Gaseous Exchange

Gaseous exchange in animals
The majority of animals need oxygen in order to oxidize the organic materials and produce energy for cellular activities.
The oxidation of the food not only yields energy but also carbon dioxide which must be constantly removed from the body.
The process of moving oxygen into the body and carbon dioxide out of the body is called breathing in or ventilation. Gaseous exchange involves the passage of carbon dioxide through a respiratory surface. Diffusion is the main transport process involved in gaseous exchange.
Characteristics of the respiratory surfaces
1. They have a large surface area in order to increase the rate of diffusion
2. They are usually thin and permeable in order to reduce the resistance to diffusion
3. They are moist to dissolve the gases
4. They are well supplied with blood.
Types of respiratory surfaces in animals
Small animals such as amoeba use their entire body surface for gaseous exchange. They have a high surface area /volume ratio. As organisms increase in size, the surface area/volume ratio decreases, hence there is need to have special respiratory system or organs.
Gaseous exchange in insects
The respiratory system consists of a network of tubes forming the tracheal system. The tubes open to the outside through pores called spiracles located on the sides of the thorax and the abdomen. The tubes called the trachea are lined with cuticle and have spiral rings which prevent the walls from collapsing inwards.
The trachea is divided into smaller tubes called tracheoles which are closely associated with the tissues. Some insects have air sacs connected to the trachea. These air sacs can be inflated or deflated in order to facilitate gaseous exchange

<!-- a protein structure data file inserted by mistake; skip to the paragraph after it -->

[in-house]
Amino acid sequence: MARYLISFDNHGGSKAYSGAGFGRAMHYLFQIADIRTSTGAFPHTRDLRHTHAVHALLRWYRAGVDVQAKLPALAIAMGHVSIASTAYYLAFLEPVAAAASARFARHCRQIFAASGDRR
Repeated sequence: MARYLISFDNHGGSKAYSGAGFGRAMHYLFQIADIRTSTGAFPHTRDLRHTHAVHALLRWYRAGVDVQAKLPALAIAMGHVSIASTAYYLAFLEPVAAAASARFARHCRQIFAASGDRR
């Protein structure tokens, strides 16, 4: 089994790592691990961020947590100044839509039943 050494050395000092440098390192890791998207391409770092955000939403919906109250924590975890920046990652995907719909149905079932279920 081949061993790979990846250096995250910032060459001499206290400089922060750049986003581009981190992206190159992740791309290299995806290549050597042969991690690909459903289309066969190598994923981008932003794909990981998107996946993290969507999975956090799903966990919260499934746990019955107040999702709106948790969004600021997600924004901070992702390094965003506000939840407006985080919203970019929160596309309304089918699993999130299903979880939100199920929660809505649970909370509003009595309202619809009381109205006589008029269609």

Ventilation is brought about by the contraction and relaxation of the abdominal muscles. In locusts, air is drawn into the body through the thoracic spiracles and expelled through the abdominal spiracles.
insect gas exchange

Gaseous exchange in amphibians e.g. a frog
Amphibians live in two environments air and water and are therefore adapted to gaseous exchange in land and in water. They also show change of respiratory surfaces and organs as they develop from gills in tadpoles to lungs, skin and mouth in adults.
A tadpole lives in water all the time and carries out gaseous exchange with water by means of gills (external gills in young tadpoles and internal gills in older tadpoles). Gaseous exchange occurs at the gill filaments.
When the frog develops into an adult it begins to exchange gases with air and it uses three different respiratory surfaces. These are
1. Skin this is thin, making oxygen diffuse easily into the blood and carbondioxide out, moist by secretions from the mucous glands in it therefore oxygen can dissolve easily. It is also well supplied with blood
2. Lining of the mouth cavity- this is also moist and well supplied with blood
3. Lungs- these are thin walled, with internal folding


The lining of the mouth cavity and the lungs are used for Gaseous exchange when the frog is out of the water. Lungs are not very efficient since some of the oxygen in the air reaching them has already been taken up by the lining of the mouth cavity. When a frog is in water , it relies almost entirely on the skin for Gaseous exchange
The floor of the mouth is lowered and air is drawn in through the nostrils. When the nostrilsare closed and the floor of the mouth is raised, air is forced into the lungs (inspiration). When the floor of the mouth is lowered again, the pressure of the abdominal contents forces air out of the lungs through the nostrils (expiration)
Gaseous exchange in bony fish (e.g. tilapia)
Gaseous exchange in fish takes place between the gills and the surrounding water. The gills are located in the opercular cavity covered by a flap of skin called the operculum. Each gill consists of a number of thin leaf like lamellae projecting from a skeletal base (brachial arch) situated in the wall of the pharynx.